Contract remedies in the United States



Whether in litigation or arbitration, the available remedies and the corresponding limitations for breach of contract claims drive decisions about whether to pursue claims or settle. The law in the US provides remedies for breach of contract that are monetary (i.e., damages) and non-monetary (i.e., an injunction). There are potential limitations on remedies that need to be considered as well. This article reflects a brief summary of the principles at play when bringing suit to enforce a contract in the United States. Of course, the specific principles at issue in any particular dispute could vary, including depending on the nature of the contract, the state’s law that applies (e.g., New York, California or otherwise), and the forum where the dispute is to be decided.

Money damages are often sought as a remedy for a breach of contract. The types of money damages sought can include expectation damages, reliance damages and restitution.

Expectation damages. Expectation damages give the non-breaching party the value of its ‘expectation interest’ in the other party’s performance. In other words, through an award of money, the non-breaching party is put in the position that it would have been in if the breaching party had performed. For example, if a buyer contracts for services at a specific rate per hour and a minimum number of hours, but then never uses the services, the service provider has a claim for the contractual minimum minus any expense that the provider would have incurred in delivering the performance. In short, this is often referred to as giving a party ‘the benefit of its bargain’.

Reliance damages. Reliance damages approach the situation differently and instead aim to compensate the non-breaching party for harm suffered as a result of the breaching party’s failure to perform. For example, if one party has outlaid money in anticipation of a deal that the other party agrees to but fails to perform, then the non-breaching party may be entitled to recover that outlay – its ‘reliance interest’. In other words, reliance damages compensate a non-breaching party for losses suffered while reasonably relying on its counterparty’s promise to perform. Compensating a non-breaching party for its reliance interest puts that party in the same position that it would have been in had the contract never been formed.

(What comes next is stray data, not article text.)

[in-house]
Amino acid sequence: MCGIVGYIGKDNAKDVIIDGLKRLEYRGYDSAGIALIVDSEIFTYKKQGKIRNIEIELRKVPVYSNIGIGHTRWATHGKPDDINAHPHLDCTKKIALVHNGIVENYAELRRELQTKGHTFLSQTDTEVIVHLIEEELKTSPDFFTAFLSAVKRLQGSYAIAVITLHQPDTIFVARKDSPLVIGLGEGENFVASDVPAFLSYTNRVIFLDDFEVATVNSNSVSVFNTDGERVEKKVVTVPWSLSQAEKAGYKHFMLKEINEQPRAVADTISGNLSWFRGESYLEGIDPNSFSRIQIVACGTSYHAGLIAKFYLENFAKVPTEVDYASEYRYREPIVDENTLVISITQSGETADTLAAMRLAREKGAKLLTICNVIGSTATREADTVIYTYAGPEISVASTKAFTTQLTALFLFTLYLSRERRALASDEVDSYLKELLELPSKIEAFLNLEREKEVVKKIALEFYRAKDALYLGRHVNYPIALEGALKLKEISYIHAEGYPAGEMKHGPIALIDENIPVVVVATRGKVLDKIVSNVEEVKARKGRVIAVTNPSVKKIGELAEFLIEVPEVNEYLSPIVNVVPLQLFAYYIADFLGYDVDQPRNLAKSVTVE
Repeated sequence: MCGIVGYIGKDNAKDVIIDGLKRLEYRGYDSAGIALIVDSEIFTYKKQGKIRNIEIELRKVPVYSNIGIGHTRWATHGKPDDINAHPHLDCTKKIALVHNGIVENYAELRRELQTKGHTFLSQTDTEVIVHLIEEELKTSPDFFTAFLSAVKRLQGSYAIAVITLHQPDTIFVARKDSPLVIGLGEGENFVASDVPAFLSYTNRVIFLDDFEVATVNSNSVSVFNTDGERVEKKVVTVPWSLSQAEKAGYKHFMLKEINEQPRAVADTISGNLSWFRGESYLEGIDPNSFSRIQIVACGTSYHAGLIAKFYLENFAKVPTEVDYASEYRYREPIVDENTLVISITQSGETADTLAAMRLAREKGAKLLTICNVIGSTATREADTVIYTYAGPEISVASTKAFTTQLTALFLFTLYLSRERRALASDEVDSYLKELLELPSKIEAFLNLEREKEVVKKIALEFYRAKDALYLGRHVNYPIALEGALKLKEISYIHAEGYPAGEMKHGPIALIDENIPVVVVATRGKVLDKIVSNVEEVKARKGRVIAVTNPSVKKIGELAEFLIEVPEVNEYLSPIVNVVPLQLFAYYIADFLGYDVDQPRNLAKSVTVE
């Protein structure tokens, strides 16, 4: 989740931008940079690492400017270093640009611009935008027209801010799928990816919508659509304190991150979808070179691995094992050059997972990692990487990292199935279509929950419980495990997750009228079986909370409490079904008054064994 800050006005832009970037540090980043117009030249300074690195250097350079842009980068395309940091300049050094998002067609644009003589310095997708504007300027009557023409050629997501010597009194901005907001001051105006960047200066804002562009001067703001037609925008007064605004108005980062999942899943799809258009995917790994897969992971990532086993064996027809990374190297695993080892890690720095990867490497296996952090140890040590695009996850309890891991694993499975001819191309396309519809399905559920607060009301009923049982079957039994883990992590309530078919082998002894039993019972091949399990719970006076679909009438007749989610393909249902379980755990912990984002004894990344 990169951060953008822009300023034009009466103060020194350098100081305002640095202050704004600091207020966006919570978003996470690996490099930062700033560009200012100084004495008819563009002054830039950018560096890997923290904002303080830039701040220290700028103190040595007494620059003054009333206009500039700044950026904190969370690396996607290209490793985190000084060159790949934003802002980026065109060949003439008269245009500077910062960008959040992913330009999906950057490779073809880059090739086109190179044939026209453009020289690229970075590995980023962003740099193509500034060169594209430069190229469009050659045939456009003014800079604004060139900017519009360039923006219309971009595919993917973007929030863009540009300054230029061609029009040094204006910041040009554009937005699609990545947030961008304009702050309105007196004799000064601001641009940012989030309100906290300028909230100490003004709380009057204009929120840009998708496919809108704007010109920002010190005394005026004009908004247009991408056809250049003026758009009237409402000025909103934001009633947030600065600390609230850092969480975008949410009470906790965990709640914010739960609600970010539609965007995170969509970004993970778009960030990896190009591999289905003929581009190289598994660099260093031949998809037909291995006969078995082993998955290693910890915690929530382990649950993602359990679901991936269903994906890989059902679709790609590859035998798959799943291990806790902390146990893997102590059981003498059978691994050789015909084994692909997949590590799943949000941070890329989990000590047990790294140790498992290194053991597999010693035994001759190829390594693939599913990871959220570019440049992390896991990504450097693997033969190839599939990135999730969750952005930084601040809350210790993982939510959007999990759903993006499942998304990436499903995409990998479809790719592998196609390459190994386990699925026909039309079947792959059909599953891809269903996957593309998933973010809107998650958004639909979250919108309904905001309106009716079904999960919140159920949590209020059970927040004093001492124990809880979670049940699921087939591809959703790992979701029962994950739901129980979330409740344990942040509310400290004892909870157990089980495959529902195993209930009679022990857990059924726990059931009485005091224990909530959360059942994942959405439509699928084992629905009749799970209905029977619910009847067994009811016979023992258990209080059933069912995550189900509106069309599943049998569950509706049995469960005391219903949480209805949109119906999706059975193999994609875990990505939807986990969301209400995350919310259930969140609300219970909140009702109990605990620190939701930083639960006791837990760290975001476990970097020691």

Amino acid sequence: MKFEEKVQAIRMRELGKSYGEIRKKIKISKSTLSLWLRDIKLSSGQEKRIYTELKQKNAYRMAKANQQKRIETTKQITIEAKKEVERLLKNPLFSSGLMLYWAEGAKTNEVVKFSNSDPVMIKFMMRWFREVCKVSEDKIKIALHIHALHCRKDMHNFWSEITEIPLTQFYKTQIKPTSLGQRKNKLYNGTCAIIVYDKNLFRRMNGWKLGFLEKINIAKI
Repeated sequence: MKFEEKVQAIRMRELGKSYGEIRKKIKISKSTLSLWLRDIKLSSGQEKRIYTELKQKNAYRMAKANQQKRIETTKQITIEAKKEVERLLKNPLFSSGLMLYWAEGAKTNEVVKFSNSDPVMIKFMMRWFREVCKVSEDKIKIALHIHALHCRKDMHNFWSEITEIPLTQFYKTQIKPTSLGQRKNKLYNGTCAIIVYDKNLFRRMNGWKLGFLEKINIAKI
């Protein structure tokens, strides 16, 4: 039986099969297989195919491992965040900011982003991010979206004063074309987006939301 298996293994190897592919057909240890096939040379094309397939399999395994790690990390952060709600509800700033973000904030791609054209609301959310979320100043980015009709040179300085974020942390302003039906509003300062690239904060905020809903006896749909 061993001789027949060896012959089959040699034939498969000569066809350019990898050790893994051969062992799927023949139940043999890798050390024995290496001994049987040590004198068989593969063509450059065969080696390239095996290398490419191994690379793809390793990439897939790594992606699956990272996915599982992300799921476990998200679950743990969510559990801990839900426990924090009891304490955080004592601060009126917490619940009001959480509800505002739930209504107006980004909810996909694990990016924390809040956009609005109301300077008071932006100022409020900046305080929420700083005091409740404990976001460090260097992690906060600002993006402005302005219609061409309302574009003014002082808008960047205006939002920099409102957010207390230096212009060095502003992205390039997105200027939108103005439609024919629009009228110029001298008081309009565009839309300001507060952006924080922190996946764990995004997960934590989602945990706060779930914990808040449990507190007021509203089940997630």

Restitution. Restitution involves the damaged party receiving any benefit that it has conferred on the breaching party as a result of partial performance or reliance. For example, if a buyer pays for goods in advance of delivery and the seller fails to tender those goods, then the buyer is entitled to get its money back.

The above types of damages can be called ‘compensatory’, ‘actual’, or ‘direct’ damages. In other words, they are intended to compensate the damaged party for foreseeable harms. A related concept is incidental damages – a miscellaneous category for reasonable expenses associated with direct damages. For example, if a buyer receives goods that do not conform to contractual specifications, that buyer may be entitled to compensation in the form of incidental damages for transporting or storing those goods until the seller collects them.

In addition to the ‘direct’ damages, there are also consequential damages. These kinds of damages are not the direct result of the breach, but are nonetheless reasonably foreseeable. An example of damages that might be ‘consequential’ damages is a claim for lost profits. If a party breaches a contract and it is foreseeable that its counterparty will as a result lose out on related profits, then the non-breaching party might bring a lost profits claim under a theory of direct expectation damages.

If the potential for lost profits flowed from a circumstance that is not the direct result of the breach, then the lost profits still might be recoverable as consequential damages if they are reasonably foreseeable. In disputes, lost profit damages (and consequential damages generally) are often hotly contested, and the right answer often depends on the precise language of the contract, the relationship of the parties and the nature of the breach. Consequential damages may be rejected if they are too speculative or remote, i.e, the amount of damages is not reliably ascertainable, or there is only an attenuated connection between the alleged damages and the contract breach.

For money damages remedies, interest generally accrues at a rate set by statutory law, unless the parties agree to a different rate of interest. The rate of interest can vary depending on the particular state’s law that governs the dispute (compare the New York rate of interest, which is 9 percent, with the Delaware rate of interest, which is 5 percent over the Federal Reserve discount rate).